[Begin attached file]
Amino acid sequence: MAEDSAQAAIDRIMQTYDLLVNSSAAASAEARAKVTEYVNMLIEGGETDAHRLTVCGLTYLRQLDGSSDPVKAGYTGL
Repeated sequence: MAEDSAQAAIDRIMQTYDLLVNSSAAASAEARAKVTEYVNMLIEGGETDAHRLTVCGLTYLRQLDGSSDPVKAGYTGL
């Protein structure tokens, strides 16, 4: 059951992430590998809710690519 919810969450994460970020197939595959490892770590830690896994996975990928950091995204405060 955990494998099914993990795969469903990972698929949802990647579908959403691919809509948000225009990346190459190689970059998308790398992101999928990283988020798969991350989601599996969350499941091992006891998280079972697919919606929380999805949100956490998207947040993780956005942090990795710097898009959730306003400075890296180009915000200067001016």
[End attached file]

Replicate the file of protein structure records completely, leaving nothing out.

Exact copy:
Amino acid sequence: MAEDSAQAAIDRIMQTYDLLVNSSAAASAEARAKVTEYVNMLIEGGETDAHRLTVCGLTYLRQLDGSSDPVKAGYTGL
Repeated sequence: MAEDSAQAAIDRIMQTYDLLVNSSAAASAEARAKVTEYVNMLIEGGETDAHRLTVCGLTYLRQLDGSSDPVKAGYTGL
């Protein structure tokens, strides 16, 4: 059951992430590998809710690519 919810969450994460970020197939595959490892770590830690896994996975990928950091995204405060 955990494998099914993990795969469903990972698929949802990647579908959403691919809509948000225009990346190459190689970059998308790398992101999928990283988020798969991350989601599996969350499941091992006891998280079972697919919606929380999805949100956490998207947040993780956005942090990795710097898009959730306003400075890296180009915000200067001016």